[Spread-users] Questions about network disconnections

John Lane Schultz jschultz at spreadconcepts.com
Thu Mar 1 11:33:37 EST 2007

Scenarios (1) or (3) are the proper behavior of Spread.

In Spread, previously partitioned daemons will detect each other either through 
traffic being sent on their segment (i.e. - broadcast/multicast) address or 
through periodic unicast probes of remote daemons.

Within a LAN, the periodic probing is very slow (e.g. - once every 5 minutes) 
and the daemons rely on (re)discovering one another primarily through hearing 
traffic on their segment address.  Spread control traffic, however, doesn't 
usually go on the segment address.  Most commonly, only user data traffic goes 
on the segment address.  This is why traffic from a spmonitor or, more commonly, 
a user application can "wake up" daemons to the fact that they have been 
reconnected at the lower level.

Scenarios (2) and (4) are obviously improper behavior.  Most likely though, such 
behavior points to a problem in your network as Spread has been heavily tested 
in exactly the scenario you are describing.

Blocking does occur while the daemons are reconfiguring and synchronizing.  If 
you have a "flaky" daemon that seems to be constantly dis/connecting, which can 
cause the membership algorithm to "churn," then this can freeze the 
configuration for periods of time.  However, this shouldn't happen in properly 
configured and functioning LAN environments.

Answers to your questions:

(1) Spread was built to allow distributed applications to cleanly handle network 
partitions and merges.  It provides strong semantic guarantees and a simple 
interface for such events.

(2) Yes, it is.

(3) Not that I can see.  However, if you don't have any client traffic flowing, 
then the daemons may remain partitioned from their point of view.  The aberrant 
behavior you are observing (cases 2 and 4) is most likely due to a flaky 
switch/router or NIC(s) in your network.  Also, you might want to try a 
broadcast address to see if you get better behavior as not all switches/routers 
do multicast properly.

If you would like Spread to reform the daemons even when no client traffic is 
flowing, then you could alter the daemon to send some control traffic on the 
segment address periodically, which would trigger the membership algorithm to 
reform (much like a user application's traffic does).  If you are interested, 
Spread Concepts offers consulting services for such projects and you can contact 
us at info at spreadconcepts.com


> Hi,
> we are currently trying to use spread to build some redundancy  features
> and we encounter some strange behaviors of spread daemons (it seems to
> be strange from our own point of view, but perhaps there is nothing
> strange, and perhaps it's due to some misunderstanding from us).
> We use the following simple configuration file with the Spread 4.0 (the
> precompiled GNU/Linux version) version :
> Spread_Segment {
>        metaxa
>        kebab 
>        wasabi
>        muffin
> }
> SocketPortReuse = ON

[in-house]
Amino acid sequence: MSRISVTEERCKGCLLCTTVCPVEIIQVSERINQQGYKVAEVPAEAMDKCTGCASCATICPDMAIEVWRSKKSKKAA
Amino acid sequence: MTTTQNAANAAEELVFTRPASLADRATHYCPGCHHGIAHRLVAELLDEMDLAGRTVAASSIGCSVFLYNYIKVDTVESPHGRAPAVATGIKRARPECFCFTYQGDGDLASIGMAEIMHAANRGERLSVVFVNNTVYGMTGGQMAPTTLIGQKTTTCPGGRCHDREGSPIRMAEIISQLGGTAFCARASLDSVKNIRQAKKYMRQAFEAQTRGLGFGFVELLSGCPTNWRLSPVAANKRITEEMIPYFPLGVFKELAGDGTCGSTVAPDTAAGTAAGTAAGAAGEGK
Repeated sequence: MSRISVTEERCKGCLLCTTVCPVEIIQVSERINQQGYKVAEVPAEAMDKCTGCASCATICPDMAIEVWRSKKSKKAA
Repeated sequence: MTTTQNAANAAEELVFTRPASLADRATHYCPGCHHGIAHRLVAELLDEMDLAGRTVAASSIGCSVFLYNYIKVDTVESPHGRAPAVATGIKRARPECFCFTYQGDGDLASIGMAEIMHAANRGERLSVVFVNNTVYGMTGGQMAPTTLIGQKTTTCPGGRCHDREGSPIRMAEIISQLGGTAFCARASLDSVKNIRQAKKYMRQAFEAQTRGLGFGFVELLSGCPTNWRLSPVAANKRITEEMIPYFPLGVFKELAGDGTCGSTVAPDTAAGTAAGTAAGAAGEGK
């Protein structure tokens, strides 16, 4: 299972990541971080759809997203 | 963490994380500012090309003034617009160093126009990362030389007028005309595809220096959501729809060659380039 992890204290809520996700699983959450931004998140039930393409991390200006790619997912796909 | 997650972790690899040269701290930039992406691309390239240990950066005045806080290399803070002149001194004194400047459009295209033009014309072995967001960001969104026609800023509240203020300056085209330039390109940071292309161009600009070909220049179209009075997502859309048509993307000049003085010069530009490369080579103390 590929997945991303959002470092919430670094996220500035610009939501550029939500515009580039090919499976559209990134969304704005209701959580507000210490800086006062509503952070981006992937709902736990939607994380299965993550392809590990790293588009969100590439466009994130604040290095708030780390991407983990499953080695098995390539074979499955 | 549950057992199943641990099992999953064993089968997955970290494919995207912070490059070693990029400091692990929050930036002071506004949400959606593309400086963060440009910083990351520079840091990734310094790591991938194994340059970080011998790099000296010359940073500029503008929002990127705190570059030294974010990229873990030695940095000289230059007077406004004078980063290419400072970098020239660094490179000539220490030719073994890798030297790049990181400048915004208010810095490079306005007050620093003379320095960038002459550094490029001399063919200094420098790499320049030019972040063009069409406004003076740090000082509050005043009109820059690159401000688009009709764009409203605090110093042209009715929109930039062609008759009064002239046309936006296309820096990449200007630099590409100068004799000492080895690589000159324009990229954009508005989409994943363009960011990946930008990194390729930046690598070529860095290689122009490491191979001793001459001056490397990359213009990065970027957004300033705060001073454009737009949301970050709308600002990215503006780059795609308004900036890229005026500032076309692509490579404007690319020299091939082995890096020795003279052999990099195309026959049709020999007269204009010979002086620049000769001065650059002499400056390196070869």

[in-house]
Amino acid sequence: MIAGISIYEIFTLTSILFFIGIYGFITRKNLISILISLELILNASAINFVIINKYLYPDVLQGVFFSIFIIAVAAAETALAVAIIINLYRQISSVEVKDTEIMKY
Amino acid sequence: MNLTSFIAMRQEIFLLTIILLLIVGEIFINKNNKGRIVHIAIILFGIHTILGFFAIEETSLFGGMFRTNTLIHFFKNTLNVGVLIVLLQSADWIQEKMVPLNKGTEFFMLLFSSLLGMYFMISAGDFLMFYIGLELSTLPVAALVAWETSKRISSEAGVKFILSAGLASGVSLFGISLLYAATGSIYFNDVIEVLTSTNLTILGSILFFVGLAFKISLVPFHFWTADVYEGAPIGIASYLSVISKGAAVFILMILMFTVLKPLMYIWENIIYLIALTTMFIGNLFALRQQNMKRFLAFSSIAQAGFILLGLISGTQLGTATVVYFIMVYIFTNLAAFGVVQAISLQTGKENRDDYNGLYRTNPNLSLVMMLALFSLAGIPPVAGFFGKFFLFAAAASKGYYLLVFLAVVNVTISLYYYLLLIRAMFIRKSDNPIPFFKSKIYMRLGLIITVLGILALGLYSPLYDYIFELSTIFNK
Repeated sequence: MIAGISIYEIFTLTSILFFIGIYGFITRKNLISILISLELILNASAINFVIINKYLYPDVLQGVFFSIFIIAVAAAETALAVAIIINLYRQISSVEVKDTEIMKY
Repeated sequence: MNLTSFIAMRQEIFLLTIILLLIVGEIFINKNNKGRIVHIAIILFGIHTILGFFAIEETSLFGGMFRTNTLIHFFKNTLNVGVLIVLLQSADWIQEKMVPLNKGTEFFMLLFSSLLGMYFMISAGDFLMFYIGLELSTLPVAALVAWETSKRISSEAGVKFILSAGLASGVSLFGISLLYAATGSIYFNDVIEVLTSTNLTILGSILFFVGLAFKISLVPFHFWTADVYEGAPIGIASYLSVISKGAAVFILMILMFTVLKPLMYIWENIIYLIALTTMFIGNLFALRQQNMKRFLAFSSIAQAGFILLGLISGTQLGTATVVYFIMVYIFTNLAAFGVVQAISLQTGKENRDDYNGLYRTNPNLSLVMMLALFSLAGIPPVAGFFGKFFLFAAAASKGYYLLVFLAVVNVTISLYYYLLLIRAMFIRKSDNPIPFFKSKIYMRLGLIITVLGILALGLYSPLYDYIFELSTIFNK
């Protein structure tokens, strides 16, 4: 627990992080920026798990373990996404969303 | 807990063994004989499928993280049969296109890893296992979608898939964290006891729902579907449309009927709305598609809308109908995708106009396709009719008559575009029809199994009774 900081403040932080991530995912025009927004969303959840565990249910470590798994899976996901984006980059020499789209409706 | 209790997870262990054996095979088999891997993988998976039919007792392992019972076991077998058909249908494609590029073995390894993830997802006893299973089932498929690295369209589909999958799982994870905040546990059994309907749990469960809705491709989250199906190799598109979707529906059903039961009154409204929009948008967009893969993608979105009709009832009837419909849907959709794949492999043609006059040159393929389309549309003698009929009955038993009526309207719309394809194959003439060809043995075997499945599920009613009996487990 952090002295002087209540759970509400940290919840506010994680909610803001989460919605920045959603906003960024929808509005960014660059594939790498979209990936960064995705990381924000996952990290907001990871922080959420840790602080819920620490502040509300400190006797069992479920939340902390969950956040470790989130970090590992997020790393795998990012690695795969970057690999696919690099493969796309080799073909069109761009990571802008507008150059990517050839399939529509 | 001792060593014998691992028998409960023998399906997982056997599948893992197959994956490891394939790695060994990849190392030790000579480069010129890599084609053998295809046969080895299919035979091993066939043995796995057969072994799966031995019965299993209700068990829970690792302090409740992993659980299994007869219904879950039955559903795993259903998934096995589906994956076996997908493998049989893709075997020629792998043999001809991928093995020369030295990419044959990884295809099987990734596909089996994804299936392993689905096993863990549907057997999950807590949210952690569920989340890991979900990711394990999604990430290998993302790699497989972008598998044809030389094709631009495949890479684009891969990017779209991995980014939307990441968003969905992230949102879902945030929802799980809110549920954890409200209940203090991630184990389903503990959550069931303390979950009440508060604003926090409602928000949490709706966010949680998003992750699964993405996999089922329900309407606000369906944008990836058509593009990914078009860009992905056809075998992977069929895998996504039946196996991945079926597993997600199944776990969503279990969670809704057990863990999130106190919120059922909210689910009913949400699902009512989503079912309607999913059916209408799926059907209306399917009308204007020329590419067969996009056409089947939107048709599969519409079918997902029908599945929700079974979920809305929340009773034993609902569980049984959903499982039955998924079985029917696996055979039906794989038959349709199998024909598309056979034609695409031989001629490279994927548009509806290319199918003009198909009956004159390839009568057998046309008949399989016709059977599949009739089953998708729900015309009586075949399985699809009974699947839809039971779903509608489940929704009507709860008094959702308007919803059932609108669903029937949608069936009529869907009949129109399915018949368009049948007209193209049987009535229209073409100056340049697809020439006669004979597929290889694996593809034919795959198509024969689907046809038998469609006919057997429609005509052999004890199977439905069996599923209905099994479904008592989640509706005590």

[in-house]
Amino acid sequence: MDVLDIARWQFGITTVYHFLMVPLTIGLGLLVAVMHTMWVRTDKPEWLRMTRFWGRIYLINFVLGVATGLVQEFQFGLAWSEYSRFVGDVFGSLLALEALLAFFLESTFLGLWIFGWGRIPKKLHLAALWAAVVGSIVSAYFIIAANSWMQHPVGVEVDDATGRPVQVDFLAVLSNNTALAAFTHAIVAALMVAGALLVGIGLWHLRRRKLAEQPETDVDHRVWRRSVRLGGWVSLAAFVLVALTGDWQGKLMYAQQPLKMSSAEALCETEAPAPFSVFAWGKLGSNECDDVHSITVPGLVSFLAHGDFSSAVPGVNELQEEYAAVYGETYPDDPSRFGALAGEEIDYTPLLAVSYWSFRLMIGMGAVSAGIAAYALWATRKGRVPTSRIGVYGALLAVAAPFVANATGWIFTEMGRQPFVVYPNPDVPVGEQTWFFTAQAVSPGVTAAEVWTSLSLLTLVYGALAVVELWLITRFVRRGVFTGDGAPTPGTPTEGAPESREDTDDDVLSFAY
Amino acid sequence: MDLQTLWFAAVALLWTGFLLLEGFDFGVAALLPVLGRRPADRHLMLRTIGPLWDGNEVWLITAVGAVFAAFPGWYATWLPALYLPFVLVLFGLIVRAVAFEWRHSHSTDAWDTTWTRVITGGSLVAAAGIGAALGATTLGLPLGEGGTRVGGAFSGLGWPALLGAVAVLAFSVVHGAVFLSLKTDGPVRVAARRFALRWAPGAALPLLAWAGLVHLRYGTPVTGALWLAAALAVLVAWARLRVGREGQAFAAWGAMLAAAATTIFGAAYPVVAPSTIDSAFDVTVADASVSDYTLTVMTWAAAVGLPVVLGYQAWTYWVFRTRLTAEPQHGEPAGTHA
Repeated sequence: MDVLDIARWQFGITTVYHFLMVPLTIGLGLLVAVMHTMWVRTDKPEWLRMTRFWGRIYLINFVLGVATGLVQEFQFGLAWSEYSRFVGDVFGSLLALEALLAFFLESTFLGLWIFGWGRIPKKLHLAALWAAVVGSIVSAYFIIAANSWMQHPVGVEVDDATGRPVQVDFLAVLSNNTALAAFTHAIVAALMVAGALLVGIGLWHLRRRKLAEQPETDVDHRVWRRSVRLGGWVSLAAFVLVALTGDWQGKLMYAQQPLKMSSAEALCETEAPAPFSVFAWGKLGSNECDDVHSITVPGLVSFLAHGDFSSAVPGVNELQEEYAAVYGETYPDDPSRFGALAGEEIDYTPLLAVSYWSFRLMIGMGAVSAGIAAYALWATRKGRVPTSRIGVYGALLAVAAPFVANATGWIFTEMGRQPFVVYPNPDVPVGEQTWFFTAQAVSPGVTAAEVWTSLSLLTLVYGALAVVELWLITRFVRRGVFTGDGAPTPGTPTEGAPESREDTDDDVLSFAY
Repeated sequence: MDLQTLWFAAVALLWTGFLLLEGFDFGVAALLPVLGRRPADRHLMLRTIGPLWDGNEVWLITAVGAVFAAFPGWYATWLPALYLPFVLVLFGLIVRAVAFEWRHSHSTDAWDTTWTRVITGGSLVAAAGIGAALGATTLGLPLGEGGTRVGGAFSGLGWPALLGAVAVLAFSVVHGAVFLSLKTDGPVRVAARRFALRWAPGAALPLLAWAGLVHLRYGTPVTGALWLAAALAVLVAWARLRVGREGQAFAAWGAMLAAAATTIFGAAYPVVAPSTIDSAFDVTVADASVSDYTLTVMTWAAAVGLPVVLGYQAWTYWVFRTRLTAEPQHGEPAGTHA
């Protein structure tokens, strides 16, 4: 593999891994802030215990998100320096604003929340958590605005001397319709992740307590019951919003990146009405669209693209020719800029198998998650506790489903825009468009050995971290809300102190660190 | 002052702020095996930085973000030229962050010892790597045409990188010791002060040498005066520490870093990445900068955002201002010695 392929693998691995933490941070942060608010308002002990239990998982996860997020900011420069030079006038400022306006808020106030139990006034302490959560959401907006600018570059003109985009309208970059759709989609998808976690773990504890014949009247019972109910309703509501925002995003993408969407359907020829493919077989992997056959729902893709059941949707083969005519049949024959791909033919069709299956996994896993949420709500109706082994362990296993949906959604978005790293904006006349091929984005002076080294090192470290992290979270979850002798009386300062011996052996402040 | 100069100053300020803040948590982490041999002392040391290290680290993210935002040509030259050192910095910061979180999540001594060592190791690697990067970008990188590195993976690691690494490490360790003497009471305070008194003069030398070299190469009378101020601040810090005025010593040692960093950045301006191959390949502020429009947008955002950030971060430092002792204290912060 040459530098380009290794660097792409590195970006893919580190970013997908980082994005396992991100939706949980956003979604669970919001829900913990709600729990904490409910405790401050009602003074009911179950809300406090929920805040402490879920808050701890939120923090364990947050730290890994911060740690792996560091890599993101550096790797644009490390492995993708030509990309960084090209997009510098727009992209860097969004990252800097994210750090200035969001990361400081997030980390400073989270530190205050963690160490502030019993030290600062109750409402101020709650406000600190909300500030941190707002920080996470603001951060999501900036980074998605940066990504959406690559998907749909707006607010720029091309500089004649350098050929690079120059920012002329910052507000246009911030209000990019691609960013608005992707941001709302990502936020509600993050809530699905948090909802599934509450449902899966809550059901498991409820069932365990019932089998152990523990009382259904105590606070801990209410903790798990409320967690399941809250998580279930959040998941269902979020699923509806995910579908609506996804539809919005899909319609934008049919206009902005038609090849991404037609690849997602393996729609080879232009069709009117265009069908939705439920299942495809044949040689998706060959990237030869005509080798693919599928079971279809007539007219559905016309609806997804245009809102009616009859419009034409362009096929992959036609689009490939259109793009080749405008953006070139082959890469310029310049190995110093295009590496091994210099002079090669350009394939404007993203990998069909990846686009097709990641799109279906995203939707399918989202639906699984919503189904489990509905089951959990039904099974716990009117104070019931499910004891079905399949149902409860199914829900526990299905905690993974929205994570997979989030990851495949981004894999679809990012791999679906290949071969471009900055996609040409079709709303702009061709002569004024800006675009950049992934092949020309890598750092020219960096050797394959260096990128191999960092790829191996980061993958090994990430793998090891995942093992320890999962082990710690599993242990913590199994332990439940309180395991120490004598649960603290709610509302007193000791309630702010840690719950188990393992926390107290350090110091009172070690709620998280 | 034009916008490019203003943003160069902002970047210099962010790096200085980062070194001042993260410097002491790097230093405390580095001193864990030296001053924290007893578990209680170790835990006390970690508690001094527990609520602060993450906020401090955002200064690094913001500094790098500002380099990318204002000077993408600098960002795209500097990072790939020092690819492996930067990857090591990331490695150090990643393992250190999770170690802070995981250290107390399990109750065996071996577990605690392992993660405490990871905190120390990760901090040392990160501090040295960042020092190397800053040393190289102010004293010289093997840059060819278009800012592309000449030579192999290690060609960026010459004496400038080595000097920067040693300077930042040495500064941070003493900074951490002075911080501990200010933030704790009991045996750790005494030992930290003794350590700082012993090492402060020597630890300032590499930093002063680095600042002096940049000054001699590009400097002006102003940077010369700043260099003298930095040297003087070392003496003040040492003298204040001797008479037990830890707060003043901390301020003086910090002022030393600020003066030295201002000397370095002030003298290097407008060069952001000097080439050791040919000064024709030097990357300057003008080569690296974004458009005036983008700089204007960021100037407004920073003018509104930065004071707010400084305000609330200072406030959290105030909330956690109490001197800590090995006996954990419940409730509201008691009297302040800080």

> and we launch the spread daemon on each workstation (using./spread -n
> <my host name>). After few seconds, all seems to work on each
> workstation and something like :
> Configuration at kebab is:
> Num Segments 1
>        4        4848
>                metaxa        
>                kebab         
>                wasabi        
>                muffin        
> ====================
> appears on each console.
> Then we try to unplug the network from one of the station. After few
> seconds, the unplugged one detects that the daemon is alone on his
> segment (only the local workstation is listed on the console) and the
> three others do the same (displaying a list with only three
> workstation). After few seconds or few minutes, we plug the unplugged
> station again. Then we have the following possible behaviors, occurring
> randomly (from our point of view)  :
> 1) the four workstations are in the same segment again, after very few
> seconds
> 2) the four workstations are in the same segment again, after very few
> seconds, but after another short time period the originally unplugged
> workstation go back from the segment and seems to create his "own" segment.
> 3) the four workstations are not automatically in the same segment
> again, but using the spmonitor tool or sptuser sample seems to "excite"
> them (?!?!) and the original four-stations segment is recreated.
> 4) the four workstations are never in the same segment again, even using
> one of the spread tools
> Note : some times, the 3 remaining workstation seem to be blocking, and
> the return of the fourth one seems to unlock them....
> So few questions about these behaviors :
> 1) should we expect to take into account in our software the problem of
> "hard" network disconnections using spread  ? (we currently build a
> daemon client using the Spread library API).
> 2) Is this case a "nominal" usage of spread ?
> 3) Is there something we don't understand or something we do wrong using
> spread ?
> Thanks in advance for your answers,
> best regards,
> _______________________________________________
> Spread-users mailing list
> Spread-users at lists.spread.org
> http://lists.spread.org/mailman/listinfo/spread-users

John Schultz
Spread Concepts LLC
Phn: 443 838 2200
Fax: 301 560 8875

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